Stage Three: Fueling After

When it comes to fueling after a ride, our primary objective is to restore muscle and liver glycogen by consuming carbohydrates.

This process of turning fuel into glycogen is called “glycogen synthesis” [1].

Whatever stage of fueling you’re in, the type of carbohydrate you consume can impact the rate of glycogen synthesis; this brings us to a few terms that factor into “best practice” guidelines for after-ride fueling [1]. First up is the glycemic index or “GI”.

Glycemic Index (GI)

A food’s “GI” is defined by the amount it increases blood glucose and insulin after consumption. In general terms, the higher the GI, the more rapidly a carbohydrate is available as fuel to the body.

If you’re aiming to refuel as quickly as possible, choosing moderate to high glycemic index foods are your best option [12].

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Guide Index:


  1. Jeukendrup, A.E. and M. Gleeson, Sport nutrition. 2019.
  2. Krogh, A. and J. Lindhard, The Relative Value of Fat and Carbohydrate as Sources of Muscular Energy: With Appendices on the Correlation between Standard Metabolism and the Respiratory Quotient during Rest and Work. Biochem J, 1920. 14(3-4): p. 290-363.
  3. Brooks, G.A., IMPORTANCE OF THE ‘CROSSOVER’ CONCEPT IN EXERCISE METABOLISM. Clinical and Experimental Pharmacology and Physiology, 1997. 24: p. 889-895.
  4. Bergström, J. and E. Hultman, Synthesis of muscle glycogen in man after glucose and fructose infusion. Acta Med Scand, 1967. 182(1): p. 93-107.
  5. Sherman, W.M., et al., Effect of exercise-diet manipulation on muscle glycogen and its subsequent utilization during performance. Int J Sports Med, 1981. 2(2): p. 114-8.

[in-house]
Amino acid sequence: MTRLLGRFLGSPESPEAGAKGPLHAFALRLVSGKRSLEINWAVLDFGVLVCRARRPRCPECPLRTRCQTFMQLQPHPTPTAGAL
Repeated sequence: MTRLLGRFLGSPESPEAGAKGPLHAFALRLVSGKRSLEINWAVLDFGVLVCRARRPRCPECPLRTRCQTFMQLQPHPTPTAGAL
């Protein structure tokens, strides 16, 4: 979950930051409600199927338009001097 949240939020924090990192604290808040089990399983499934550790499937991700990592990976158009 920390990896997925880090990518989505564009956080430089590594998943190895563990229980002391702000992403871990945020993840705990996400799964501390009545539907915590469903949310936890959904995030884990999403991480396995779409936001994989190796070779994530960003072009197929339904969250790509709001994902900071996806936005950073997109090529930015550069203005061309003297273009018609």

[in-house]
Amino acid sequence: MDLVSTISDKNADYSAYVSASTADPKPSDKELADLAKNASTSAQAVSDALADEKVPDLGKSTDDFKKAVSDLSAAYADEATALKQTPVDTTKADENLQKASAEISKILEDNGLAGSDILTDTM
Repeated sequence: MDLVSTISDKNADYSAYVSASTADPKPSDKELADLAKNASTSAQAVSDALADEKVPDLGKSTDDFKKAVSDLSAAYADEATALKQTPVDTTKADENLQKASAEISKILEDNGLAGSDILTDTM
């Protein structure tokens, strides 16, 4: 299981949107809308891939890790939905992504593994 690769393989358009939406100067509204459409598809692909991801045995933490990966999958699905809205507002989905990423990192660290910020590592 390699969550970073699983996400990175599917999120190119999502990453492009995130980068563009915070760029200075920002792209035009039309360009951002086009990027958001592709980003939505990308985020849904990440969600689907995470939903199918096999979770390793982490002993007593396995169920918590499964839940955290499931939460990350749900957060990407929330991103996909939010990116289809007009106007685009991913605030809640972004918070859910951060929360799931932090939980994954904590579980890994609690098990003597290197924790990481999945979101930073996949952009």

6. Sherman, W.M. and D.L. Costill, The marathon: dietary manipulation to optimize performance. Am J Sports Med, 1984. 12(1): p. 44-51.
  7. Thomas, D.T., K.A. Erdman, and L.M. Burke, Position of the Academy of Nutrition and Dietetics, Dietitians of Canada, and the American College of Sports Medicine: Nutrition and Athletic Performance. J Acad Nutr Diet, 2016. 116: p. 501-528.
  8. Hargreaves, M., J.A. Hawley, and A. Jeukendrup, Pre-exercise carbohydrate and fat ingestion: effects on metabolism and performance. J Sports Sci, 2004. 22(1): p. 31-8.
  9. Jeukendrup, A.E. and S.C. Killer, The myths surrounding pre-exercise carbohydrate feeding. Ann Nutr Metab, 2010. 57 Suppl 2: p. 18-25.
  10. Cornford, E. and R. Metcalfe, Omission of Carbohydrate-rich breakfast impairs evening 2000-m rowing time trial performance. European Journal of Sport Science, 2018: p. 1-8
  11. Miall, A., et al., Two weeks of repetitive gut-challenge reduce exercise-associated gastrointestinal symptoms and malabsorption. Scandinavian journal of medicine & science in sports, 2018. 28: p. 630-640.
  12. Burke, L.M., et al., Carbohydrates for training and competition. Journal of Sports Sciences, 2011. 29: p. 17-27.
  13. Atkinson, F.S., K. Foster-Powell, and J.C. Brand-Miller, International tables of glycemic index and glycemic load values: 2008. Diabetes Care, 2008. 31(12): p. 2281-3.
  14. Kuipers, H., et al., Carbohydrate feeding and glycogen synthesis during exercise in man. Pflugers Arch, 1987. 410(6): p. 652-6.